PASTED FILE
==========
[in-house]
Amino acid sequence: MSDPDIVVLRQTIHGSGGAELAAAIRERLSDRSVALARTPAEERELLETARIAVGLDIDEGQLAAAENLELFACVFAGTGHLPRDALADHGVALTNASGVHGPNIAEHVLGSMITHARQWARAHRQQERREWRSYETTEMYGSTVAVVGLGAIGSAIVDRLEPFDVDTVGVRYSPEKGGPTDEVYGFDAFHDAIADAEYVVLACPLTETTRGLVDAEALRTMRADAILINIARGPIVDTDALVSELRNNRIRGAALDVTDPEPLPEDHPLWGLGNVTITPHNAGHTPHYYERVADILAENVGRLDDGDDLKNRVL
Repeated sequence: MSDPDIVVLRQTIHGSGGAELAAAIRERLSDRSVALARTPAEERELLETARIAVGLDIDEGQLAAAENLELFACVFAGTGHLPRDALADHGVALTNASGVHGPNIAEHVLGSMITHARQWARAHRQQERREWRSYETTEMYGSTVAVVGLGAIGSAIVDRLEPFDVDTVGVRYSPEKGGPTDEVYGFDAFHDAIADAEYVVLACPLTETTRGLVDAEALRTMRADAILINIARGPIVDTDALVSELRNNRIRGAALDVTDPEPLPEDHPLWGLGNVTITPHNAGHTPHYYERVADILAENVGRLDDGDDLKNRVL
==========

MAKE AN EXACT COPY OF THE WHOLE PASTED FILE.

[in-house]
Amino acid sequence: MSDPDIVVLRQTIHGSGGAELAAAIRERLSDRSVALARTPAEERELLETARIAVGLDIDEGQLAAAENLELFACVFAGTGHLPRDALADHGVALTNASGVHGPNIAEHVLGSMITHARQWARAHRQQERREWRSYETTEMYGSTVAVVGLGAIGSAIVDRLEPFDVDTVGVRYSPEKGGPTDEVYGFDAFHDAIADAEYVVLACPLTETTRGLVDAEALRTMRADAILINIARGPIVDTDALVSELRNNRIRGAALDVTDPEPLPEDHPLWGLGNVTITPHNAGHTPHYYERVADILAENVGRLDDGDDLKNRVL
Repeated sequence: MSDPDIVVLRQTIHGSGGAELAAAIRERLSDRSVALARTPAEERELLETARIAVGLDIDEGQLAAAENLELFACVFAGTGHLPRDALADHGVALTNASGVHGPNIAEHVLGSMITHARQWARAHRQQERREWRSYETTEMYGSTVAVVGLGAIGSAIVDRLEPFDVDTVGVRYSPEKGGPTDEVYGFDAFHDAIADAEYVVLACPLTETTRGLVDAEALRTMRADAILINIARGPIVDTDALVSELRNNRIRGAALDVTDPEPLPEDHPLWGLGNVTITPHNAGHTPHYYERVADILAENVGRLDDGDDLKNRVL